“The landlord who we inherited when we opened came to us and said, ‘Look, I’m looking to sell this building. They want it to be vacant. If I were you, I’d try to buy the building from me,'” Friedman says. “We didn’t have any money, but we had happy investors, and the Spotted Pig had been open a year and a half. So we went to Jay-Z [the rapper was an investor in the restaurant] and said, ‘Will you buy the building for us and we’ll work something out?'”
The scrambling saved them from having to renegotiate on vastly different terms. “We’re lucky,” Friedman says. “We created the market. When we opened, there was no Marrow up the street, and there weren’t all those millions of restaurants on Hudson Street.”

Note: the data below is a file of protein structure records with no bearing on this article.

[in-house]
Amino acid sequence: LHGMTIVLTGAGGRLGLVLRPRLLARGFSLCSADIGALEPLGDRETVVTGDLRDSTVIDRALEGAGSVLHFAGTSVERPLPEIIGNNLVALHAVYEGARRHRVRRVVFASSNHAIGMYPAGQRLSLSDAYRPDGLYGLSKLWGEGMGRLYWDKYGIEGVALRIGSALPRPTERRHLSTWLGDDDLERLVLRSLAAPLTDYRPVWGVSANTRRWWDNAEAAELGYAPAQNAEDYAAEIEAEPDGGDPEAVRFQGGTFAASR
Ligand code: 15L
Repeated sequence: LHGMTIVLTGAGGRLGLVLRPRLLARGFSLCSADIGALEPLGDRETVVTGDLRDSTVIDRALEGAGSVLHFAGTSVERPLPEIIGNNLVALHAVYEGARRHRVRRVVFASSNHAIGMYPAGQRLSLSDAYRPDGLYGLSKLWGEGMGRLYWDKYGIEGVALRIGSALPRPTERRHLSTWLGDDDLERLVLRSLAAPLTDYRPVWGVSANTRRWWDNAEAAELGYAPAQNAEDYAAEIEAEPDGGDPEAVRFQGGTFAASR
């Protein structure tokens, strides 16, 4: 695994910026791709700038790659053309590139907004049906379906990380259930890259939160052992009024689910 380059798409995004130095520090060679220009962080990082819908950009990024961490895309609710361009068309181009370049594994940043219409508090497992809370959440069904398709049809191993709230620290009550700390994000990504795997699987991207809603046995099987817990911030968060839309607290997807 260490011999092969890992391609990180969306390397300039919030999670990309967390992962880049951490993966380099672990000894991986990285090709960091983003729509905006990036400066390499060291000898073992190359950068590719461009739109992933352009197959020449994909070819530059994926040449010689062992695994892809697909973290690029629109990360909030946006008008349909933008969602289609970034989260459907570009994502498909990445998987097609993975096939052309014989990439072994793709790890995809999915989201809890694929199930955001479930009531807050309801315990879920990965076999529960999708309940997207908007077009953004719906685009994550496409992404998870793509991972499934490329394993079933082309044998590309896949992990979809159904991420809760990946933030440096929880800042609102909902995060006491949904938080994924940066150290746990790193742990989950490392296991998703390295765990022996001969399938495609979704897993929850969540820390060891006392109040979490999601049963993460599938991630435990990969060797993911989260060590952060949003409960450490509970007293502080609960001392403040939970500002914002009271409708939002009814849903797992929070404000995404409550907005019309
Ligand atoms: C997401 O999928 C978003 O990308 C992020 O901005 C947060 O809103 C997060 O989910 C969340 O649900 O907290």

Other restaurant owners might follow Peter Hoffman’s example. Hoffman opened Savoy when Soho was “a low-rent, outlier neighborhood. There was a lot of crack being smoked on the block,” he says. There were a lot of artists, too, though, who were attracted by the low rents. After the artists, the art galleries came, and as Soho gentrified, Hoffman solidified a creative-class clientele. Then rents rose, the creatives fled for bargains elsewhere, and the neighborhood evolved into the shiny shopping district and tourist magnet it is today.
Savoy’s lease expired in 2011, and a rent hike left Hoffman with a choice. “I could close and look for a new place and have all the time and start-up costs of taking a new lease and building a place out — or I could look at it from the point of view of ‘the neighborhood has changed, so the business model needs to change,'” he says. “I thought: I already had a lease here. I don’t have to put a whole lot of money in to retool.”